Happy Valentine's Day
India, as a nation, adores Valentine's Day. Ancient scriptures and sculptures have shown that India has been a land of love for many years before this day actually started being celebrated. It took a while for India to welcome the Valentines Day. This is a day of romance and love for many Indians. The youth especially take keen interest in the day. Collegians have their own innovative and stylish ways of impressing their loved ones. Exchanging gifts like teddy bears and chocolates or personalized gifts have taken a rage in India. In the metros mainly, disco's and party venues have various parties organized for the people wanting to have a good time with their loved ones. This day gives a reason for those married to express their affection to their spouses. Jewelry is one of the main gifts exchanged and which is available in different designs in India. Flowers are the most commonly given momentos. Despite complaints from religious groups that it is an affront to Indian tradition and culture, and further westernizing the Indian populous, Valentine's Day has now become a widely recognized and celebrated day with Indian people. The messages of the small number of protesters is being ignored by most people, especially the younger generations. In Delhi, smart restaurants are fully booked for February 14th and card shops and florists are expecting to do record business. The Indian Post Office is also cashing in. It has launched a set of floral-scented stamps for Valentine's Day and hopes this will encourage people to send letters and cards to each other, rather than relying on emails and text messages to express their love.
Euphoria of Valentine's Day festival can be experienced weeks before the festival. Television, radio and print media start creating hype about the festival by covering all facets of it. Gift marketers and card companies launch a rigorous campaign to lure the youngsters. Card and gift shops are interestingly decorated with symbols of Valentine's Day including roses, cupid and heart shaped balloons. Shopping malls in metropolitan cities organize fun-filled competitions and distribute discount coupons to lure the consumers. On February 14, the Valentine's Day restaurants, discos, Cineplex, pubs and pizza parlors see a particularly busy time as couples celebrate the day in togetherness. Many boys and girls even propose to their sweetheart on this romantic day. With the craze for getting married on Valentine's Day gaining ground among young couples, all guest houses, DJs, band parties and priests in Indian metros are over booked for marriages to be solemnized on the day. Caring for the wishes of their clients, many priests pronounce "shubh lagna" (auspicious time) for marriage on Valentine's Day. “The planetary combinations that day are just right for a wedding — the union will be stable and happy," they declare, and the priests have their hands full. More than 50,000 couples line up to get married on Valentine’s Day in the capital of India. Priests say that’s a conservative estimate. There are favorable planetary combinations on other days, too, but the combination with Valentine’s Day is a hit with the youth.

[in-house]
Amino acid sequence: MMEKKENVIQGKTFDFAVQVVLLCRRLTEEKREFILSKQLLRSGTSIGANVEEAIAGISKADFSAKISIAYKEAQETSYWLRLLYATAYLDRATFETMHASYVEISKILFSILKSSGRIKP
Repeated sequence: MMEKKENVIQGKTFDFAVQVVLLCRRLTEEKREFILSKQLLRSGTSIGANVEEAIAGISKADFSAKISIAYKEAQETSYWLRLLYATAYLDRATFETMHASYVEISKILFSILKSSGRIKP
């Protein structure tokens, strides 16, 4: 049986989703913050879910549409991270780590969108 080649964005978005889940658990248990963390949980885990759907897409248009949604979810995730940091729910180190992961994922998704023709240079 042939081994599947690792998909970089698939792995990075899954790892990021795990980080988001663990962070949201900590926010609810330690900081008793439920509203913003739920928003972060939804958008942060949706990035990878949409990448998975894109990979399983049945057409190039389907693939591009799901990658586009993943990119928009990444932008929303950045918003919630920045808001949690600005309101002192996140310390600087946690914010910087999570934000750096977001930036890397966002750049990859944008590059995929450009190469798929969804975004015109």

On this auspicious day of love and happiness when millions of marriages are taking place all over indian cities, apart from as many proposals, I have a message for the mighty forces of Ram Sena, Shiv Sena and all the allied Senas, who have declared war on all the love birds who dare open their wings on the Valentine Day in India. May I remind them of their own revered deities of the Hindu mythology, whose stories of love and sacrifice they must have read and reread as they grew up, and before them their elders and before them their ancestors in all ages. Perhaps no other faith glorifies the idea of love between the sexes as Hinduism. This is evident from the amazing variety of mythical love stories that abound Sanskrit literature, which is undoubtedly one of the richest treasure hoards of exciting love tales. Set in a land of great natural beauty, where the lord of love picks his victims with consummate ease, these stories celebrate the myriad aspects of the many-splendor emotion called love. Classical love legends from Hindu mythology and folklore of India, like Shakuntala-Dushyant tale, legend of Savitry and Satyavan, Radha-Krishna Raas Leela etc., are both passionate and sensuous in content, and never fail to appeal to the romantic in us. These fables fuel our imagination, engage our emotions, sense and sensibility, and above all, inspire us to celebrate love. May I call upon the commanders of all sorts of saffron Senas, to call back to barracks all their brigades and let love bloom on Valentine's Day.
Happy Valentine's Day!